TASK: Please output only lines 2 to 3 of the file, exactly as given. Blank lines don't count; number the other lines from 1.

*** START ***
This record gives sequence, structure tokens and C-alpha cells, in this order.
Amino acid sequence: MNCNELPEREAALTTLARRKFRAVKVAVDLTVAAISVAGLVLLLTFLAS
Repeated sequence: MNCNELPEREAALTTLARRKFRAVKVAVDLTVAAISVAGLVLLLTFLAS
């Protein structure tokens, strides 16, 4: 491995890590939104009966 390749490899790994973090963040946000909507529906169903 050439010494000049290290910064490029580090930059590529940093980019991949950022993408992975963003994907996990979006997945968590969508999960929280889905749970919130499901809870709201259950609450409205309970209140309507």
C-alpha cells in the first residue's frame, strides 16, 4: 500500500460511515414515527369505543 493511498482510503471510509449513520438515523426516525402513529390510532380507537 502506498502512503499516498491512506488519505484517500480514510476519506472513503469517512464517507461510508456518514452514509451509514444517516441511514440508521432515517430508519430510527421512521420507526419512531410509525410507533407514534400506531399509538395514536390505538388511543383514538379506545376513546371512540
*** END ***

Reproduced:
Amino acid sequence: MNCNELPEREAALTTLARRKFRAVKVAVDLTVAAISVAGLVLLLTFLAS
Repeated sequence: MNCNELPEREAALTTLARRKFRAVKVAVDLTVAAISVAGLVLLLTFLAS